Porous Asphalt — An Alternative Tool for Managing Stormwater

By Joanne Ray | September 28, 2010

Porous asphalt pavements offer developers and planners an alternative tool for managing stormwater. These pavements, used mostly for parking lots, allow water to drain through the pavement surface into a stone recharge bed and infiltrate into the soils below the pavement.

Such pavements have been proving their worth since the mid-1970s, and recent changes in stormwater regulations have prompted many consulting engineers and public works officials to seek information about these products.

Recently, the Danvers, MA-based J. Masterson Construction had the opportunity to do the site work for one of the first porous asphalt commercial parking lots in the eastern Massachusetts area, according to Project Manager William Peach.

"Basically, because of new stormwater regulations and because this company is near wetlands, they had to bring their lot up to current standards," said Peach. "We bid on the project and we were the successful bidder."

The parking lot belongs to the RREEF Company on Ballardvale Road, next to I-93 in Wilmington, MA. The site improvements and porous pavement system were designed by Merrimack Engineering Services from Andover, MA, under contract to the property owner. Merrimack is also providing field survey layout services.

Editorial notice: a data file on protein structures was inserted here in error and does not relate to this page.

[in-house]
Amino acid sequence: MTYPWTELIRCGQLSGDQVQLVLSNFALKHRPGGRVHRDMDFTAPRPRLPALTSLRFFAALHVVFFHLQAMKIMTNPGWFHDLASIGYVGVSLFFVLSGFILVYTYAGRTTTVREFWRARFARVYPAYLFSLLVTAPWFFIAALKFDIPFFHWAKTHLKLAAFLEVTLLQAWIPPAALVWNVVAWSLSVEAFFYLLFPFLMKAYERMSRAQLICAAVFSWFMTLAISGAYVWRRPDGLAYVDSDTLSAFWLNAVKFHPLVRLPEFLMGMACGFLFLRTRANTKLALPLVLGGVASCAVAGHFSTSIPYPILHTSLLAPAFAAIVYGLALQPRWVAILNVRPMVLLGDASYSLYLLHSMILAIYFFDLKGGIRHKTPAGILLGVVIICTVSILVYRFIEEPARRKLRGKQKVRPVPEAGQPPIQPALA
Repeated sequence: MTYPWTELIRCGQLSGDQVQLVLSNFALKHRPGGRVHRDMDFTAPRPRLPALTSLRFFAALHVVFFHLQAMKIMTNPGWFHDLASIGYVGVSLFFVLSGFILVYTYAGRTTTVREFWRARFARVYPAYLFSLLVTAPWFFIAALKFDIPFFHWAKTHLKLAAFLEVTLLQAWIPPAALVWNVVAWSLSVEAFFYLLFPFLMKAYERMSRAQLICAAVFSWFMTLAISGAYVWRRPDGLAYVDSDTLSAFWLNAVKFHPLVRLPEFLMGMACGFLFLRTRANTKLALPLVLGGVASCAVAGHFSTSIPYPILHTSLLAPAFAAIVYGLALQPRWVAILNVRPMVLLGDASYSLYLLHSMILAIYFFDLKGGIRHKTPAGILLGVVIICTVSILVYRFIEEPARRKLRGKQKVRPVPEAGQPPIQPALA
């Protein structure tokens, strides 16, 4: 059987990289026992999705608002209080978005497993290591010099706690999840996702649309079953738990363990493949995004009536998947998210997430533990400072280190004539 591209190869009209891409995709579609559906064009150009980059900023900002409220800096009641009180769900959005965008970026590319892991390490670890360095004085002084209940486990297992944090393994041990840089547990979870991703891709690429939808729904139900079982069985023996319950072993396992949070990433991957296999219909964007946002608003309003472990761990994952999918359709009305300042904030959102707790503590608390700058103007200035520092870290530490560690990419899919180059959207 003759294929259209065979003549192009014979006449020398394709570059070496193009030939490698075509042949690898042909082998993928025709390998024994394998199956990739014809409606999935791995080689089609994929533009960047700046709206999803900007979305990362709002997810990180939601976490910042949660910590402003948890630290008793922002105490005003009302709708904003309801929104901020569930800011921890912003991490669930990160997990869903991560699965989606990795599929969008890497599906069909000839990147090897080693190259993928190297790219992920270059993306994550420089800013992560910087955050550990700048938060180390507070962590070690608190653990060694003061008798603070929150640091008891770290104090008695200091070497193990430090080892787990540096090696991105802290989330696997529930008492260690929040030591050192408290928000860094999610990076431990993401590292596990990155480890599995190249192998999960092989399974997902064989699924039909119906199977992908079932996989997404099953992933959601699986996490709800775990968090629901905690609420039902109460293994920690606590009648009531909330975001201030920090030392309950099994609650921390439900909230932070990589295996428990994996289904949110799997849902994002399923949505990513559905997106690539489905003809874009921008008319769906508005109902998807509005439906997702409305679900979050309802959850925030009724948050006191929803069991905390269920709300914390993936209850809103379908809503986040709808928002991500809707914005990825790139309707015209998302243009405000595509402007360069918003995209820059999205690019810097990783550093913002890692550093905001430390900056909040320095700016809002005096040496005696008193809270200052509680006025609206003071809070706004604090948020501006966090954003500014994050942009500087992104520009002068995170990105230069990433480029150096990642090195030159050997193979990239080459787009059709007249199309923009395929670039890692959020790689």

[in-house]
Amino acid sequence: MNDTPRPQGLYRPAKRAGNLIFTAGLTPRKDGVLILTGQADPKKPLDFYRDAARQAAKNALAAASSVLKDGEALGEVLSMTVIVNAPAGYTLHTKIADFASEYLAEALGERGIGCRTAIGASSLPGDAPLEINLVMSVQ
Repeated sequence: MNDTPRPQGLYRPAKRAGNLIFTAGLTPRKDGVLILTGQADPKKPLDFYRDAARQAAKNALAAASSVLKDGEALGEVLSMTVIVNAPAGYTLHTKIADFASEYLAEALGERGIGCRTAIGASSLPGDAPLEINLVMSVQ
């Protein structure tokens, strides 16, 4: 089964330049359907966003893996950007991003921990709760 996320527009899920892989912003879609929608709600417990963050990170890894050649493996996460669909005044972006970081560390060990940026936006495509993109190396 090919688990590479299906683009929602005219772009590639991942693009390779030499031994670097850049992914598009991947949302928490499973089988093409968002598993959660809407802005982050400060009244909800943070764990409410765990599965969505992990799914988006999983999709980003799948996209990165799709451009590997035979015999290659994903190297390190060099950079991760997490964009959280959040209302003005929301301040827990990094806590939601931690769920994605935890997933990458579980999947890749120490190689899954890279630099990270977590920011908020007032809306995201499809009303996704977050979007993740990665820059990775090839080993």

The $750,000 project started in mid-July. The 15-acre job includes parking lot removal and replacement, a new drainage system (with catch basins, manholes and oil-water separators), new landscaping, 8,000 square yards of pervious asphalt pavement, and 2,000 square yards of concrete pavement.

"The porous asphalt includes two 2-inch layers for a 4-inch total, and the standard is 2-inches with 1-1/2 inches on top," Peach said. "Underneath the porous asphalt is a drainage system consisting of 4 inches of stone, 30 inches of gravel and 8 more inches of stone."

The design for the recharge bed under the porous asphalt consists of four lifts of various materials totaling 41 inches of total depth. Starting directly beneath the porous asphalt and descending to the native sub-base, the materials were: 4 inches of crushed stone as a 'choker' course beneath the asphalt, 30 inches of bank run gravel as a reservoir 'filter course'; 3 inches of pea stone to serve as a 'filter blanket'; and 4 inches of crushed stone directly above the sub-base as another 'reservoir course.'

J. Masterson was also successful in reclaiming the existing asphalt and reusing it on the site. They are also in charge of building new concrete loading docks. Early September found laborers underpinning the existing foundation to prep for the new loading docks.

The job is scheduled to be completed by the end of October.